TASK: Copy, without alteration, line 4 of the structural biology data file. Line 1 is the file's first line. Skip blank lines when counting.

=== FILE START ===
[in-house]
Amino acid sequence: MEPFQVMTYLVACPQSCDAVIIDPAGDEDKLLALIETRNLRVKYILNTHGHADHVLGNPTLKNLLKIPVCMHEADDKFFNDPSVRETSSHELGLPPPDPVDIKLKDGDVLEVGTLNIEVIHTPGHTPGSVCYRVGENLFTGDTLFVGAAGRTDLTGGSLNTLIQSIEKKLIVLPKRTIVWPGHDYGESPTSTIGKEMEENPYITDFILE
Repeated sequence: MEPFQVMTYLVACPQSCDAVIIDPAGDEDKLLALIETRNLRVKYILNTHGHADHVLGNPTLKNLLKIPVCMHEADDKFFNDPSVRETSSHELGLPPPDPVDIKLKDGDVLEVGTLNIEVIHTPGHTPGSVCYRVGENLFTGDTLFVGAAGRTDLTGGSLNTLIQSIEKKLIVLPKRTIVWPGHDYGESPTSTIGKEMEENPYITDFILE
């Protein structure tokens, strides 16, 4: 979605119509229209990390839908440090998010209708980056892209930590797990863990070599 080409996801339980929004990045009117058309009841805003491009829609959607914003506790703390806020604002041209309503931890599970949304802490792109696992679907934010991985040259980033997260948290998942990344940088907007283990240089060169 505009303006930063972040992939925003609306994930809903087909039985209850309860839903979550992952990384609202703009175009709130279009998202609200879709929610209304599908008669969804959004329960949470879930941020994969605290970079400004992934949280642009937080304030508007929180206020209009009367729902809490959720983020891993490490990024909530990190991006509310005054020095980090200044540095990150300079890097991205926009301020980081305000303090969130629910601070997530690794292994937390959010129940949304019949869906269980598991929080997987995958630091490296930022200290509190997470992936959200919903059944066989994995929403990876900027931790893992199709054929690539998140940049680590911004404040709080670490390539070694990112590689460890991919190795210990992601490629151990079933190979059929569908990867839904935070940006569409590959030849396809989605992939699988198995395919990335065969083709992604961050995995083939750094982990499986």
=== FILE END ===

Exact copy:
């Protein structure tokens, strides 16, 4: 979605119509229209990390839908440090998010209708980056892209930590797990863990070599 080409996801339980929004990045009117058309009841805003491009829609959607914003506790703390806020604002041209309503931890599970949304802490792109696992679907934010991985040259980033997260948290998942990344940088907007283990240089060169 505009303006930063972040992939925003609306994930809903087909039985209850309860839903979550992952990384609202703009175009709130279009998202609200879709929610209304599908008669969804959004329960949470879930941020994969605290970079400004992934949280642009937080304030508007929180206020209009009367729902809490959720983020891993490490990024909530990190991006509310005054020095980090200044540095990150300079890097991205926009301020980081305000303090969130629910601070997530690794292994937390959010129940949304019949869906269980598991929080997987995958630091490296930022200290509190997470992936959200919903059944066989994995929403990876900027931790893992199709054929690539998140940049680590911004404040709080670490390539070694990112590689460890991919190795210990992601490629151990079933190979059929569908990867839904935070940006569409590959030849396809989605992939699988198995395919990335065969083709992604961050995995083939750094982990499986």